Are Democrats Really Running From Obama?

Are Democrats really running from Obama in this election cycle?

In a recent column liberal-leaning columnist Paul Waldman argued that, as the article’s title puts it, the “‘Democrats running from Obama story’ is being way overplayed.” Waldman’s basic point is that while Obama is not particularly popular – his approval ratings are hovering in the low 40% range – neither is he unusually toxic by historical standards. Rather than running from Obama, Waldman argues that “What this is really about is geography. What’s distinct about this year is that there are so many close races not just in ‘purple’ states, but in states that are deeply red. Should we be surprised that a candidate like [Alison] Grimes doesn’t want to be associated with Obama? She’s running in Kentucky. A state Obama lost in 2012 by 23 points. Mark Pryor in Arkansas isn’t asking the President to campaign with him, either. That’s because Obama lost there by 24 points.” Waldman concludes by claiming that, “But even if Obama were more popular nationally, the same thing would be happening.”

This last statement is almost certainly wrong. To be sure, we can quibble with how to define “overplayed” when it comes to the media’s claim that Democrats are running from Obama. But Waldman’s argument is still more than a bit disingenuous. To begin, one reason these states are “deeply red” is not because of “geography”, but because they voted against Obama in the last two presidential elections. So yes, Grimes and Pryor aren’t asking Obama to campaign with them, but that’s because he’s simply not popular in Kentucky and Arkansas. If he was, the geography would change.

A better test of Waldman’s claim is to look at those “purple” states that Obama won in 2008 and 2012. Take New Hampshire, a state Obama won by a little over 5% in 2012 and by almost 10% in 2008. This year incumbent Democratic Senator Jean Shaheen is locked in a tight race with her Republican opponent Scott Brown. Given the results of the last two presidential races, you might think Shaheen has begged the President to camp out with her in New Hampshire so that she could benefit from his presence. You would be wrong. Based on the official presidential schedule listed on the White House website, Middlebury College student Tina Berger finds that Obama has not visited New Hampshire once during the last six months. The reason, of course, is that contrary to Waldman’s theme, Obama is toxic in New Hampshire. A poll from early September puts the President’s overall approval rating in New Hampshire at 38%, with his disapproval at 51%. Not surprisingly, Shaheen has worked assiduously to make the case that this election is not about the President, or his policies, but instead about what she brings home to New Hampshire. Her ads consistently tout the local projects – widening Interstate 93, opening veterans’ care facilities, reopening a local prison – that she has sponsored while in the Senate, as well as her New Hampshire roots. Her opponent Scott Brown, meanwhile, has flooded the air waves with ads, like this one below, reminding voters that Shaheen has voted with the President “99% of the time”, and taking particular care to mention her support for Obamacare.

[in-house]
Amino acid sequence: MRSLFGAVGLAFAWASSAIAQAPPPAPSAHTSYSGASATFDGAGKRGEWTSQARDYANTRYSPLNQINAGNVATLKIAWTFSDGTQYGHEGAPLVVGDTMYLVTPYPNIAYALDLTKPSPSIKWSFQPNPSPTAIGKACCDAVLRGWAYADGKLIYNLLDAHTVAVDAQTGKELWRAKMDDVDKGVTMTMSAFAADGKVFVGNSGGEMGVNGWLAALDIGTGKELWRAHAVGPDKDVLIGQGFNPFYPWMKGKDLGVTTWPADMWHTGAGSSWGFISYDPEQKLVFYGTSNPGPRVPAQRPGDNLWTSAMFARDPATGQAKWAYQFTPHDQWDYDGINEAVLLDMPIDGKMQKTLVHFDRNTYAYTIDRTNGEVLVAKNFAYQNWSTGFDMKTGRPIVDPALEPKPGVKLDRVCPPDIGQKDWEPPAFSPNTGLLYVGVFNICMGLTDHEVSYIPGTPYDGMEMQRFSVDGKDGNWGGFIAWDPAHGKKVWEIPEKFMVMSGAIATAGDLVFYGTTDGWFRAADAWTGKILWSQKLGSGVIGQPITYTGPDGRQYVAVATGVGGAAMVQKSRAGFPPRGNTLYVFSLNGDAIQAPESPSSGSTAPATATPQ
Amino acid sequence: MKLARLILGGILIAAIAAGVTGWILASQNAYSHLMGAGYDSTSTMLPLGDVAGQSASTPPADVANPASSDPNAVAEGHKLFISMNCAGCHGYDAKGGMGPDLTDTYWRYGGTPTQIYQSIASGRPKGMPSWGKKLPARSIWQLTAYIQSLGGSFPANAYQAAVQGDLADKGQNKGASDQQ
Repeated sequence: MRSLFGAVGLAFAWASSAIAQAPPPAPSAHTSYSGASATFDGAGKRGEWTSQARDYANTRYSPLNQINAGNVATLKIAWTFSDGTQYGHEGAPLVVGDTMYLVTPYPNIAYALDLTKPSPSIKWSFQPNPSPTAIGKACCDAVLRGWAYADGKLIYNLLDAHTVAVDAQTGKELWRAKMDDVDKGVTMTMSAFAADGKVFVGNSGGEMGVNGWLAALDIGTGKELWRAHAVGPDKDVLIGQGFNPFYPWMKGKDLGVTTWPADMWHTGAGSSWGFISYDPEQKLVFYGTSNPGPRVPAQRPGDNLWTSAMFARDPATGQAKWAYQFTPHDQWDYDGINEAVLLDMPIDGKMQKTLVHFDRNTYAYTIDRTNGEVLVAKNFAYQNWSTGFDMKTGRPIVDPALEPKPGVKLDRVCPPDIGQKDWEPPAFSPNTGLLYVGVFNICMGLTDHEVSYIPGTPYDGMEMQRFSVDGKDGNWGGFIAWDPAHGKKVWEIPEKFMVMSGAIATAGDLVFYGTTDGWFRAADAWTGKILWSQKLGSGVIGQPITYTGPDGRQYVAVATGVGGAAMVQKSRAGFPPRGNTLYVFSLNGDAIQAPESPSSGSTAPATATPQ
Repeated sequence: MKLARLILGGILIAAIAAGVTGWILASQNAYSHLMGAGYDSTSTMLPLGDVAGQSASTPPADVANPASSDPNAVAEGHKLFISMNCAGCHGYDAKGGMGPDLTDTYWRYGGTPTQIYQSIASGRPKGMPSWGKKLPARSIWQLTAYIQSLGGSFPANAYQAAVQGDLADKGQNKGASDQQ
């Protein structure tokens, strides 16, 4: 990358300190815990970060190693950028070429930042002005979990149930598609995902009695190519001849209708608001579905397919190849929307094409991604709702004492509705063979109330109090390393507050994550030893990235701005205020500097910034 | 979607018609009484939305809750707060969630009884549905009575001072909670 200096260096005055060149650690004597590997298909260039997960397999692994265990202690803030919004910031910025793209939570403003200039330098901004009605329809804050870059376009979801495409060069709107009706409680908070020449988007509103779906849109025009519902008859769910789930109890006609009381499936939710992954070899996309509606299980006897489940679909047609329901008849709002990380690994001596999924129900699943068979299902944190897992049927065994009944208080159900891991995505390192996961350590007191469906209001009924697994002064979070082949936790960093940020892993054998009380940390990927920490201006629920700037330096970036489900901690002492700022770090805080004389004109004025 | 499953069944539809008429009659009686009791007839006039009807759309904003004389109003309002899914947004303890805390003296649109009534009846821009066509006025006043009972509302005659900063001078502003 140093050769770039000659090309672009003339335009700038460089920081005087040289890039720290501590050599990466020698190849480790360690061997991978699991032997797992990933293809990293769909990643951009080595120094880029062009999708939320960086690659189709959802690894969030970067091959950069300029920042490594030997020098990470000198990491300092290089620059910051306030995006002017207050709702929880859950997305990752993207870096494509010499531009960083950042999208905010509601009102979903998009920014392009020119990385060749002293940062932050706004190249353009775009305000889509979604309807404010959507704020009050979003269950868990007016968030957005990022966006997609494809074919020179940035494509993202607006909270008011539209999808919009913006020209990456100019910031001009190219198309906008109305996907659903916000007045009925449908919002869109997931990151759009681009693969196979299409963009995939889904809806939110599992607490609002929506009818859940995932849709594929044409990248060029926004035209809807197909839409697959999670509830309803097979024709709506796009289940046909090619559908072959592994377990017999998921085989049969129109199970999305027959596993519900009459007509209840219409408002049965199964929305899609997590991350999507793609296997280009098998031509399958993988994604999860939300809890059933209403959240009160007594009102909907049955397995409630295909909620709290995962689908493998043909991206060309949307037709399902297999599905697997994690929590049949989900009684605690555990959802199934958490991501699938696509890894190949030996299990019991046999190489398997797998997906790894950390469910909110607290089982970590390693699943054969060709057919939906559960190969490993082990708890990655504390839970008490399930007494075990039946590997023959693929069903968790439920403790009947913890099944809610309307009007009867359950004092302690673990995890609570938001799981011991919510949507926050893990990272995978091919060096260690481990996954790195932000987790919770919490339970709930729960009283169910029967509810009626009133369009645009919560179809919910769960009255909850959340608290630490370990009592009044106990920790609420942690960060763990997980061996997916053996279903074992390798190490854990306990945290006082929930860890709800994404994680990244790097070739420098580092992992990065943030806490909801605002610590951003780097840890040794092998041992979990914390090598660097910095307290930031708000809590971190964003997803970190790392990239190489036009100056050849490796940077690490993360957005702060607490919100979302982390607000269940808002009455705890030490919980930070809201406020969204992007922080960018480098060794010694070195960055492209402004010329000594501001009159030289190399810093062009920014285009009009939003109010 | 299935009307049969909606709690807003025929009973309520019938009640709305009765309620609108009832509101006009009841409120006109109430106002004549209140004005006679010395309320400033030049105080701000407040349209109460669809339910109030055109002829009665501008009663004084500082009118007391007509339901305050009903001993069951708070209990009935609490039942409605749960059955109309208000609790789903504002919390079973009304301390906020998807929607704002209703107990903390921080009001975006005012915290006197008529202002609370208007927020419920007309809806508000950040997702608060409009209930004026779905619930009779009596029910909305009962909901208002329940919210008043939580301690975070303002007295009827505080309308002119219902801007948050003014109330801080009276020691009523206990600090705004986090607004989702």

[youtube.com/watch?v=VIfUcw65G1g]

In his closing ad that has just begun airing in New Hampshire, Brown pointedly says that while Obama is not on the ballot, his policies are. Nor is New Hampshire an anomaly. In Iowa, a state Obama won in 2008 and 2012, polls show that Democratic Representative Bruce Braley and Republican state Senator Joni Ernst are in a virtual dead heat to fill the Senate seat of retiring Democrat Tom Harkin. Surely Obama’s presence on the campaign trail might swing the state to Braley? Apparently not – Berger’s data shows that Obama hasn’t visited this state in the last six months either. And no wonder – his approval ratings in a state he won twice hover in the low 40% range. And so it goes for a range of swing states; according to Berger Obama has visited Colorado, Georgia and North Carolina – states with hotly contested Senate races – only once each in the last six months, and that he has skipped Louisiana, where Democrat Mary Landrieu is in the race of her political life, entirely during that period. In contrast, he’s made 8 visits – many for fundraising purposes – to California and New York during this six-month period.